But we're not. We bring her posts here and reproduce the most inflammatory parts. Sometimes this is or has been done just to stir the pot. Peter quotes several of Barb's passages that contain some pretty bold charges against Christian filmgoers. Peter's got a habit of posting things said by others that are likely to generate a lot of consternation, but then he backs away to say that, well, it's not that he agrees with them, but he's just putting it out there dot dot dot. It's a nice way of throwing bombs, but not accepting responsibility for them.

Here, though, Peter says, "Gotta say, I agree with some of the points she makes in her post." I'd like to hear what those are. I think we're entitled to know, and at least if Peter takes up the cause of her "points" we can engage them at a fuller level than just hacking up Barb's post.

The reason I think Peter should make clear where he agrees with Barb is because we've got to see whether it justifies the predictable sad and pathetic ballet that follows.

First position: Barb's post is put out there for the enjoyment of all.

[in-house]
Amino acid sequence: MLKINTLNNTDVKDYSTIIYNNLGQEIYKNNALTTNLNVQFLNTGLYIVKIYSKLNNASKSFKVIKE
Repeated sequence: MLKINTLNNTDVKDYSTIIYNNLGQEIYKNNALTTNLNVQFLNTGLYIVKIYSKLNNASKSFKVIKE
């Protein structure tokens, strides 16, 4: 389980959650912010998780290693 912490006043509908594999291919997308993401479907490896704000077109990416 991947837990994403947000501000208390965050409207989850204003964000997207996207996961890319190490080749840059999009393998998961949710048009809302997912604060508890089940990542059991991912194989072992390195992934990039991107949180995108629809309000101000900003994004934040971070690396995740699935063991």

This post contains (as Barb's often do) an (1) attack on the political sensibilities of the filmmakers, an (2) attack on the filmmakers' grasp of classical aesthetic principles, an (3) expression of disdain for any Hollywood studios or studio execs who could make such rubbish, an (4) expression of disdain for any SEK-you-lurr critics who have been hornswaggled into not deriding the film at issue, an (5) expression of disdain for Christian critics or filmgoers who have bought into the same rubbish the World has bought into, a (6) a "by-the-way, Jesus wouldn't have bought into this sort of thing, either" poke, and a (7) slam at Europeans (in this case, the exotic Mexican European strain).

Because this form of scorched earth criticism touches a few nerves of people around here-- particularly modes (5) and (6)-- there is a response:

Second position: Barb's straw men and ad hominem attacks are met in kind.